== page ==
Sunday, March 23, 2008
we like to party, we don't cause trouble don't botha no-body:
Yglesias is right that John Adams (excellent show!) presents a weak case for American independence. But Gordon Wood convinced me a long time ago that the revolution was the result of mutually-reinforcing irrational decisions. (Though he didn't really mean to!) Adams' argument at the Continental Congress for independence, as presented in the show, is basically: What an opportunity we have before us! That's nuts. There's no truly irreconcilable interest or fundamental ideological dispute between Great Britain and the colonies. It's in everyone's interests, as the New York delegation recognized, for King George to come to the table, but only after kicking the living shit out of the colonies, and especially Manhattan. To risk that in exchange for an "opportunity" is not a good gamble. Obviously it turned out our way, but as Matt writes, it wouldn't have been so awful to be Canada or Australia either.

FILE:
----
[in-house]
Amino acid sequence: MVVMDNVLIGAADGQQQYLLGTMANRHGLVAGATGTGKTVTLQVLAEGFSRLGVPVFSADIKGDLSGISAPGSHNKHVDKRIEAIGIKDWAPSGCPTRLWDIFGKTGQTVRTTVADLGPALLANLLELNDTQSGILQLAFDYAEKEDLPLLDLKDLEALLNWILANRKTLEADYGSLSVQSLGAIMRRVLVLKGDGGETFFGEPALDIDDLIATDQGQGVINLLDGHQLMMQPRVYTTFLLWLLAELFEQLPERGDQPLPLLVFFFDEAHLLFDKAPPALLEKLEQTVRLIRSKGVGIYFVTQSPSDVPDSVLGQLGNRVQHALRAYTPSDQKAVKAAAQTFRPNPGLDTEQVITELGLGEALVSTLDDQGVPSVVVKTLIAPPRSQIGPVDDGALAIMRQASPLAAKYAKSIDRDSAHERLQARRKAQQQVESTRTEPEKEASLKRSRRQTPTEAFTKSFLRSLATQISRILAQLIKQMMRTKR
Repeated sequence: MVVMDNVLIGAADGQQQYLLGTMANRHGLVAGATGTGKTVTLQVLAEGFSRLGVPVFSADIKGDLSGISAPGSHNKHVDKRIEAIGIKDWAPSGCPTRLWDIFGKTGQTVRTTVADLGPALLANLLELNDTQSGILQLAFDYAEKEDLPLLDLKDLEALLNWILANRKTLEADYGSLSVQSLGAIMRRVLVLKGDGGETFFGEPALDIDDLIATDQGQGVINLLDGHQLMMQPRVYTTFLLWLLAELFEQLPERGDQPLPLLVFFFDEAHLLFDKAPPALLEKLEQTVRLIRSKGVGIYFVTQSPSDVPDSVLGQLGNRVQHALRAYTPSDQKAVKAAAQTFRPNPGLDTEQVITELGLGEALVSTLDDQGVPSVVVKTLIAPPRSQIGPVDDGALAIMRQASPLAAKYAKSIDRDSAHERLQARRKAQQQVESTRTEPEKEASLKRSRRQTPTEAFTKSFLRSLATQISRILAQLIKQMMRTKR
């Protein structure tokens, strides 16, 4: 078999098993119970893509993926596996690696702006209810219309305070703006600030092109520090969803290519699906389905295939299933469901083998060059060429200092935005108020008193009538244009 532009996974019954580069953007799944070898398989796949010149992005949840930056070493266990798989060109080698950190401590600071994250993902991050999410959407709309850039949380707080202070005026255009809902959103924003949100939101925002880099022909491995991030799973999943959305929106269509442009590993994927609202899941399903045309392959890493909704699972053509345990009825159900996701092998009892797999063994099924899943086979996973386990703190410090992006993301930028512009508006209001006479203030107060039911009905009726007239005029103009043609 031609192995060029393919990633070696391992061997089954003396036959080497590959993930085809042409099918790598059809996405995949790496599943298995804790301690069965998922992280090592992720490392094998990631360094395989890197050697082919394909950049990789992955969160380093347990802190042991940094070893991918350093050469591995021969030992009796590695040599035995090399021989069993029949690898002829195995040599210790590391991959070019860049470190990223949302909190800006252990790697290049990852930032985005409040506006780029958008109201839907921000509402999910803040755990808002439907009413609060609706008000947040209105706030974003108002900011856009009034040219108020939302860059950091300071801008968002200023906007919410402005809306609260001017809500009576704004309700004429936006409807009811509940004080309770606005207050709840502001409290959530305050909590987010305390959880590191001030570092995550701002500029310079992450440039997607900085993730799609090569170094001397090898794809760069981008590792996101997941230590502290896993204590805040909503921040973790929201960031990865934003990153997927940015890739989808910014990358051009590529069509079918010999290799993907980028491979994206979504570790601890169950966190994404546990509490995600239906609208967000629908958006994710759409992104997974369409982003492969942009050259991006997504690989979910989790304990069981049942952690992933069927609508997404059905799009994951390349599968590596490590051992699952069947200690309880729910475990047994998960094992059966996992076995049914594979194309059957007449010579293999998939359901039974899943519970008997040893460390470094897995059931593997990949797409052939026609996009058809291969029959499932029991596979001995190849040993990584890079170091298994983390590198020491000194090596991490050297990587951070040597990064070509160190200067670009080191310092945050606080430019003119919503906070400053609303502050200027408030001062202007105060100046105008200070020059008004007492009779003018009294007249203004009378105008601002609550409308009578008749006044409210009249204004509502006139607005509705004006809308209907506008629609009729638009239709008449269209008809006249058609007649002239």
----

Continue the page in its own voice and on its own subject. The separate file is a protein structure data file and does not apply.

Also, the show shortchanges the religious fanaticism of the Massachusetts colony. But it does an admirable, and brave, job in episode one of showing the fearsome mob tendencies of the Sons of Liberty. As they're parading with Sam Adams down the street you half-expect them to start chanting Moq-tada! Moq-tada! Moq-tada!

Speaking of: I'd like to see my friends in the counterinsurgency community make an argument for how the British could have waged a successful counterinsurgency campaign against the colonists. After all, unlike in most cases, the British spoke the language, understood the culture, had no fundamental ideological argument against the colonists, and retained the loyalty of a significant percentage of the population. How 'bout it, Abu Muqawama? Let's leave sentiment aside. How would you have gone after George Washington?
--Spencer Ackerman